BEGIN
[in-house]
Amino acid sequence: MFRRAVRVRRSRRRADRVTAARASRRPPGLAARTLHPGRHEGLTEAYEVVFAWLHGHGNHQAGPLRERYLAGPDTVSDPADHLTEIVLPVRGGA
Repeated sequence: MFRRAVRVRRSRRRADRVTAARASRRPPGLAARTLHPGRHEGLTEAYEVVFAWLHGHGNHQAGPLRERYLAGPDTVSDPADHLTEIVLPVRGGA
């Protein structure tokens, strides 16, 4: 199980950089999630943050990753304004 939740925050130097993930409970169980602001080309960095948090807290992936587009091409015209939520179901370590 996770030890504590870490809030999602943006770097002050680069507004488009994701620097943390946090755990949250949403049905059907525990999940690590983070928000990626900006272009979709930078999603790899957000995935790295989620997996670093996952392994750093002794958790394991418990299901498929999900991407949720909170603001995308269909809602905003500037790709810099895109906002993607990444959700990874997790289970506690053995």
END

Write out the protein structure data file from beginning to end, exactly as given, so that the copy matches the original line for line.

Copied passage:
[in-house]
Amino acid sequence: MFRRAVRVRRSRRRADRVTAARASRRPPGLAARTLHPGRHEGLTEAYEVVFAWLHGHGNHQAGPLRERYLAGPDTVSDPADHLTEIVLPVRGGA
Repeated sequence: MFRRAVRVRRSRRRADRVTAARASRRPPGLAARTLHPGRHEGLTEAYEVVFAWLHGHGNHQAGPLRERYLAGPDTVSDPADHLTEIVLPVRGGA
């Protein structure tokens, strides 16, 4: 199980950089999630943050990753304004 939740925050130097993930409970169980602001080309960095948090807290992936587009091409015209939520179901370590 996770030890504590870490809030999602943006770097002050680069507004488009994701620097943390946090755990949250949403049905059907525990999940690590983070928000990626900006272009979709930078999603790899957000995935790295989620997996670093996952392994750093002794958790394991418990299901498929999900991407949720909170603001995308269909809602905003500037790709810099895109906002993607990444959700990874997790289970506690053995």